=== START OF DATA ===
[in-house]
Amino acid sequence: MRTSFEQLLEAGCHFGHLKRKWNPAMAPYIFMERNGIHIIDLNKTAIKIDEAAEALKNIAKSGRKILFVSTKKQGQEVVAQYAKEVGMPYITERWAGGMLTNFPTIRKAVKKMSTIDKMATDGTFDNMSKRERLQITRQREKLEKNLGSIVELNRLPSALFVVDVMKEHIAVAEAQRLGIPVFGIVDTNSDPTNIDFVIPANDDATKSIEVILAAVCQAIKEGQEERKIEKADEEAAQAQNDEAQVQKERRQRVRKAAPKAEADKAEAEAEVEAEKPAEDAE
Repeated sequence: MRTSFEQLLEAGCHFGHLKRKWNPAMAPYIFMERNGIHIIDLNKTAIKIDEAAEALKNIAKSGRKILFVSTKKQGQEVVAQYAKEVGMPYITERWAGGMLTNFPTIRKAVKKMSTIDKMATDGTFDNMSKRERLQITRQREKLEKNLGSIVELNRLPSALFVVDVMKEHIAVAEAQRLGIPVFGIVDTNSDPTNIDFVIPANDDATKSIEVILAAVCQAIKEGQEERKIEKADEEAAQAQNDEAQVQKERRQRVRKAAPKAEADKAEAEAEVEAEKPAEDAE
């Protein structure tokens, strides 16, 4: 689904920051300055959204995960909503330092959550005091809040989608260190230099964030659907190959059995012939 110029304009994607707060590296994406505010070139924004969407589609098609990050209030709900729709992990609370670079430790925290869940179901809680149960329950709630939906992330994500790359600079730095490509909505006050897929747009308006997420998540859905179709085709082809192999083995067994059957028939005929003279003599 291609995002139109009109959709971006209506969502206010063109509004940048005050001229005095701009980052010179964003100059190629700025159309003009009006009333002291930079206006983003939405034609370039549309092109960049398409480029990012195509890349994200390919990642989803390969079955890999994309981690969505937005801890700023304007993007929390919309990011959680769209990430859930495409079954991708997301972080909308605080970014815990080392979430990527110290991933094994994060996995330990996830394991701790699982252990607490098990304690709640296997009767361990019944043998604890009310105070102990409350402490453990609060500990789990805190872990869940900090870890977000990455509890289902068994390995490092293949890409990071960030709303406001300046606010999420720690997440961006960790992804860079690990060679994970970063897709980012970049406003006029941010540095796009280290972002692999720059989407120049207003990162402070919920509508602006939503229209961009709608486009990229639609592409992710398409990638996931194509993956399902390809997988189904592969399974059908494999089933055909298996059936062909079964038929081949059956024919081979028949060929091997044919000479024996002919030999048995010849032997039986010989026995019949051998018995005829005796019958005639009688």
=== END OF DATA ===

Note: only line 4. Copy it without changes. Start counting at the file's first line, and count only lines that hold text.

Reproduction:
């Protein structure tokens, strides 16, 4: 689904920051300055959204995960909503330092959550005091809040989608260190230099964030659907190959059995012939 110029304009994607707060590296994406505010070139924004969407589609098609990050209030709900729709992990609370670079430790925290869940179901809680149960329950709630939906992330994500790359600079730095490509909505006050897929747009308006997420998540859905179709085709082809192999083995067994059957028939005929003279003599 291609995002139109009109959709971006209506969502206010063109509004940048005050001229005095701009980052010179964003100059190629700025159309003009009006009333002291930079206006983003939405034609370039549309092109960049398409480029990012195509890349994200390919990642989803390969079955890999994309981690969505937005801890700023304007993007929390919309990011959680769209990430859930495409079954991708997301972080909308605080970014815990080392979430990527110290991933094994994060996995330990996830394991701790699982252990607490098990304690709640296997009767361990019944043998604890009310105070102990409350402490453990609060500990789990805190872990869940900090870890977000990455509890289902068994390995490092293949890409990071960030709303406001300046606010999420720690997440961006960790992804860079690990060679994970970063897709980012970049406003006029941010540095796009280290972002692999720059989407120049207003990162402070919920509508602006939503229209961009709608486009990229639609592409992710398409990638996931194509993956399902390809997988189904592969399974059908494999089933055909298996059936062909079964038929081949059956024919081979028949060929091997044919000479024996002919030999048995010849032997039986010989026995019949051998018995005829005796019958005639009688």